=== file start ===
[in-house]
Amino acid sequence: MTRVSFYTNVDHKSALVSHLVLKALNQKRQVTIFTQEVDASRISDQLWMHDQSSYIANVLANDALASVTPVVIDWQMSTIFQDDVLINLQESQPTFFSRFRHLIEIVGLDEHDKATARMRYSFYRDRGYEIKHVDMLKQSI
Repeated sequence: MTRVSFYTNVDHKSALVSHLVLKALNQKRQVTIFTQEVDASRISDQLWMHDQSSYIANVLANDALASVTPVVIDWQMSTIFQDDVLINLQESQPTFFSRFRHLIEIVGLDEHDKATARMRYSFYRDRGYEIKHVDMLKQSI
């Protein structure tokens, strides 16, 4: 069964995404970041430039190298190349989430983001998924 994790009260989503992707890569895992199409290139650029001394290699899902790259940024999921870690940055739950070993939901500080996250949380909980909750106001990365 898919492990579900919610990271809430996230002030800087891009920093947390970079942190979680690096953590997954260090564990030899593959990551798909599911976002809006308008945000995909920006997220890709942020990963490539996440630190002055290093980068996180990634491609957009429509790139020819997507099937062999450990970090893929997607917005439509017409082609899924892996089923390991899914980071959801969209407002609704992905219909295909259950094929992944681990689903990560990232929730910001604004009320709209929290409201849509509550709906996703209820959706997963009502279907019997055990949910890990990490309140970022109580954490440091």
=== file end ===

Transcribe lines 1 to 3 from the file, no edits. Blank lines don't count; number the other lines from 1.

[in-house]
Amino acid sequence: MTRVSFYTNVDHKSALVSHLVLKALNQKRQVTIFTQEVDASRISDQLWMHDQSSYIANVLANDALASVTPVVIDWQMSTIFQDDVLINLQESQPTFFSRFRHLIEIVGLDEHDKATARMRYSFYRDRGYEIKHVDMLKQSI
Repeated sequence: MTRVSFYTNVDHKSALVSHLVLKALNQKRQVTIFTQEVDASRISDQLWMHDQSSYIANVLANDALASVTPVVIDWQMSTIFQDDVLINLQESQPTFFSRFRHLIEIVGLDEHDKATARMRYSFYRDRGYEIKHVDMLKQSI